The role of the arts in economic recovery
ARTSCAPE: BUSINESS SUPPORT for arts and culture here has grown over the past few years, though we’re in the ha’penny place with corporate and private patronage by international standards. What, then, of the future, given the meltdown of capitalism and the threats to business? How will existing, never mind potential, corporate-culture relationships fare this year and next?
At least there is now a picture of how things stood here at the height of business success, as painted by a survey by the organisation Business to Arts. Private Investment in Arts Culturefound there was more than €16.2 million invested by the private sector in arts and culture in 2007. The Deloitte research looked at investment income for 128 arts and cultural organisations from business, individuals and trusts/foundations and found 76 per cent of the organisations surveyed received some level of private investment. Business represented the bulk (€13m) of the investment, through sponsorship, donations, patronage and foundation grants, and 55 per cent of business investment went to festivals/events and venues. Consumer business, technology and the financial-services sectors are well represented. Some 47 per cent of participants had investment from individuals (41 per cent from friends/patrons schemes and 37 per cent from gifts). Only 11 per cent had investment from trusts, foundations or endowments, with 60 per cent of income going to visual arts. The full report is on the website businesstoarts.ie.
Minister of State Dr Martin Mansergh commented that “in these challenging times private investment in the arts will become more important than ever . . . there is an increasing requirement for arts and cultural organisations to build and maintain relationships with private investors. Responsibility also lies with business and investors to uphold the continued artistic success Ireland has enjoyed for centuries.”
Business to Arts chief executive Stuart McLaughlin stressed the need for cultural organisations to improve skills, and share those skills, in fundraising and developing partnerships with business.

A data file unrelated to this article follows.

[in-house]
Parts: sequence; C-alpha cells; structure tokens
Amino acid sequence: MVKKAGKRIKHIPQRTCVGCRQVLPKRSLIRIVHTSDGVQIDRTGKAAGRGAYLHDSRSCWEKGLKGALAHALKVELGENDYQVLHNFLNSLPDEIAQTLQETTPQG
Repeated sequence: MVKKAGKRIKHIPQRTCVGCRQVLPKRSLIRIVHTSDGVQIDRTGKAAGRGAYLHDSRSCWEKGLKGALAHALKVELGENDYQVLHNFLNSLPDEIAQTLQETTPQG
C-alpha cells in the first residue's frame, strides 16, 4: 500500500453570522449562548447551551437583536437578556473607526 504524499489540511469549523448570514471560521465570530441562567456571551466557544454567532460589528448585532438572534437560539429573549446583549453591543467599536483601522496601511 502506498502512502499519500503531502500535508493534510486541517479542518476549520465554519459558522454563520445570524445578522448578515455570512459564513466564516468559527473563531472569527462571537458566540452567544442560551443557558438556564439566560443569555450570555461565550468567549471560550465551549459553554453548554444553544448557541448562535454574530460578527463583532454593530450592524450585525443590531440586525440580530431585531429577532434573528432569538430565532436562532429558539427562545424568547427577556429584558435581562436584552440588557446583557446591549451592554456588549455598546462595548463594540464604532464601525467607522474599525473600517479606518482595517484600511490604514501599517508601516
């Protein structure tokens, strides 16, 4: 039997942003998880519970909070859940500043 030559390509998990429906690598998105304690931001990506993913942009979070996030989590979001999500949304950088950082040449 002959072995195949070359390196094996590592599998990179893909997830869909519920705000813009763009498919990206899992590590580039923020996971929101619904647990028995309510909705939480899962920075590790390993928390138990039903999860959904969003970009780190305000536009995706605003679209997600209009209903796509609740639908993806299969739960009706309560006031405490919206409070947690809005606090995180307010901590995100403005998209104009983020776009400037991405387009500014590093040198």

While acknowledging it will be a challenge to fill the gap in public funding of the arts, Rowena Neville of Business to Arts is upbeat, stressing that if sponsorship meets a company’s objectives, it will continue, and that businesses that make the most noise during a recession will keep their business – and sponsorship is part of making that noise. She points out that the arts can offer better sponsorship value for companies than other sectors; opera sponsorship, for example, has done well in targeting wealthy individuals. And all is not doom and gloom, she says; for example, AIB has restated its support for Rough Magic theatre. She also points out that the arts can have a strong role in recovery programmes; in the US the value of the arts to the economy has been estimated at $1.6 billion (€1.2 billion).
In Ireland some effort needs to go into gathering information to measure the value of the arts for our economy, including the numbers of people employed in the arts.
Arts companies and freelance artists are trying to get to grips with the impact of funding cutbacks, and how it will curtail creative work this year, with cuts ranging from slight trims to 30 per cent for many companies, and more severe cutbacks for some. But in the meantime you could wonder about whether departmental responsibilities are shifting. Olivia Mitchell (FG) tabled a Dáil question (asking Minister for Arts Martin Cullen when the additional exhibition space at the National Museum, Collins Barracks will be completed), but was told this week that it’s not the Minister’s responsibility and queries must be directed to the Department of Finance. She points out that the Minister previously had no problem answering questions on national museums (citing two last June). “The OPW is responsible for carrying out work decided upon by the Arts Minister from funds negotiated by him with the Minister for Finance. The buck stops with the Arts Minister as confirmed by the Minister when he answered questions on this before.” It seems the Minister wants “no part of this aspect of his portfolio or indeed any aspect that involves communicating bad news”, according to Mitchell.
The earl of Kildare comes to Bray. Or rather, catch his birth at the first workshop performance of a new Irish opera, The Earl of Kildareat the Mermaid Arts Centre in Bray next Friday (February 6th, 8pm, €10/€9). The contemporary opera by Irish composer Fergus Johnston to a libretto by Celia de Fréine is based on the historical figure of Silken Thomas (Thomas Fitzgerald, the 16th century earl of Kildare and deputy governor of Ireland) and his disastrous revolt against king Henry VIII.
The plot promises patriotism, treachery, love and intrigue and while the opera is sung in English, the score has been challenging as the opera has never been performed. Although the performance will use a piano score reduction and will not have full staging. there is a full cast (including Nyle Wolfe in the title role, Joan O’Malley as Frances Fitzgerald and Eugene Ginty as Christopher Paris). John McKeown directs, Fergus Sheil conducts and Miles Lallemant performs, and there will be a post-show discussion with the composer and the creative team. Living Opera (living-opera.com), a new company committed to new opera in Ireland, presents the performance in association with Opera Ireland, and with an Arts Council project grant. On February 27th, the RTÉ National Symphony Orchestra, under conductor James McMillan, will perform the world premiere of Johnston’s new opera, Scenes and Interludes from the Earl of Kildareat the National Concert Hall.